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On 5th July 2011, President Cristina Fernández de Kirchner signed a decree banning all “adult services” sections published in the classified ads – known as “Rubro 59”– of Argentine media. In seven articles, Decree 936 spells out provisions to prohibit “explicit or implicit reference to the solicitation of people for sex trade, by any means”. It also orders the creation of a special branch of the human rights ministry called ‘The Office of Monitoring the Publication of Sexual Commerce Advertisements’ that will survey all classified ads to make sure that the law is followed.
“Newspapers can’t print headlines demanding that we fight human trafficking, while their back pages present ads that humiliate women” said President Fernández during the ceremony at the “Women’s Hall” in Casa Rosada. “This is a giant step forward in the fight against double morals and hypocrisy.”
The Fight Against Human Trafficking
Among the special guests at the ceremony was Susana Trimarco, founder of the Fundación Maria de los Ángeles, an NGO that fights against human trafficking. Trimarco started the organization in 2002, after her daughter Marita disappeared.
“In the search for my daughter I found the face of human trafficking in Argentina. Rather than being intimidated, I continued searching with much more momentum and strength, finding dozens of young women and providing them assistance to get out of trafficking networks and to reconnect with their families.” Trimarco expressed gratitude to President Fernández for what she saw as a step forward in ending human trafficking.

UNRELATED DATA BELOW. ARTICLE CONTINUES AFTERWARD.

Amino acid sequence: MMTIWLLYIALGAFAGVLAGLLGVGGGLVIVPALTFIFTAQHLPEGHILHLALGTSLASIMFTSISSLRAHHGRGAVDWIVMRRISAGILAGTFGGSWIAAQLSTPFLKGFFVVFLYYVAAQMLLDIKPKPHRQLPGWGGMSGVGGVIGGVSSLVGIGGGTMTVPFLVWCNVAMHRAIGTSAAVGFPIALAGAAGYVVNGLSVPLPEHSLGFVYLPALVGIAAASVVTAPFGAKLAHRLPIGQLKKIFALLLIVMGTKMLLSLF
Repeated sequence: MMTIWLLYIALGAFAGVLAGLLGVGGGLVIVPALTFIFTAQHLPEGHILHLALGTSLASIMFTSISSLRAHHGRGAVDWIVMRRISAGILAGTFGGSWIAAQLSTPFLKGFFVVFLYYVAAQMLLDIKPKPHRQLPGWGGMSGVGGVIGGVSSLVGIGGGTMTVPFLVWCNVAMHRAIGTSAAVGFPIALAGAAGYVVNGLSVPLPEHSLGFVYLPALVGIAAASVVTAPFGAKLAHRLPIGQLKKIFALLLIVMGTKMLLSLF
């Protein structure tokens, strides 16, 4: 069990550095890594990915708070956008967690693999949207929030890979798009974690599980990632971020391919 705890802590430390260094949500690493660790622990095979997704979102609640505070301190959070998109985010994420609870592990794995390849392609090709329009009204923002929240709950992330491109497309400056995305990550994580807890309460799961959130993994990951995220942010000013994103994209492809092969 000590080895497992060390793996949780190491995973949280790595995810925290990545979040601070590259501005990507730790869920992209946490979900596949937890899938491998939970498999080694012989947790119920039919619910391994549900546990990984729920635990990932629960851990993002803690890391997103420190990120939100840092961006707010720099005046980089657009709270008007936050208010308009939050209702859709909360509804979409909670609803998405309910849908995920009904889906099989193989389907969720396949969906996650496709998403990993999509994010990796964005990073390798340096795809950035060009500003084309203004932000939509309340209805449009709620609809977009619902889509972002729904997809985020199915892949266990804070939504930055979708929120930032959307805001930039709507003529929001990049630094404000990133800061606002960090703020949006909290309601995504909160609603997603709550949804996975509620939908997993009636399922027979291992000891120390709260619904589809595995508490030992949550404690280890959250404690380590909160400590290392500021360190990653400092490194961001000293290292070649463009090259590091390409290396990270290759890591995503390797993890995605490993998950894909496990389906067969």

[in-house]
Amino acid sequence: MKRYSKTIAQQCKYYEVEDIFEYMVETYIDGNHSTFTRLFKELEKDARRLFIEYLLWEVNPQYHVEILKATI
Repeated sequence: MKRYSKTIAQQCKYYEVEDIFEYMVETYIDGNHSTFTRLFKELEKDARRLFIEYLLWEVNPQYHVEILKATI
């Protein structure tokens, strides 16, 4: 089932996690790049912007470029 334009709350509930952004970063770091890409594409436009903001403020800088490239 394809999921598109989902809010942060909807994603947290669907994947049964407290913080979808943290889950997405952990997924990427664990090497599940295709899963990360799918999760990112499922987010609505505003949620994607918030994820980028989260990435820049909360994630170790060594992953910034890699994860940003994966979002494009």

In addition to Fundación Maria de los Ángeles, dozens of other Argentine NGOs are incorporated in a network of Argentine NGOs called “Red No a la Trata”, or the Network against Human Trafficking. La Casa Del Encuentro, or the Meeting House, is one of the feminist organisations included in the Network. Fabiana Tuñez, administrator of the Meeting House, also spoke in favor of Decree 936. “The problem has been the absence of official figures on this activity in Argentina, and the lack of government work on the subject,” she explained.
Jane Kellum, a member of the team at the Meeting House, added, “From our perspective here in La Casa, we’re 100% in agreement [with the new decree]. We think every step made to stop trafficking is a step forward.” Though the Meeting House has a policy of not commenting on the presidency, Kellum added, “We do believe that there has been progress since 2008. That’s a statement I can make. Rubro 59 is a huge step.”
In April 2008, during the first half of Fernández’s presidential term, congress passed a law that formally and legally prohibited all forms of human trafficking. The law bans the collection of people, whether for sexual exploitation, slavery-like practices, forced labour, or illegal harvesting of organs and tissues. Convicted perpetrators face up to six years in prison, or up to 15 if the victim is a minor. The enactment of the law was followed by over a hundred raids within six months, which resulted in 120 arrests and 133 rescues. Controversially, though, only 33 of those arrested remained in detention by the end of 2008.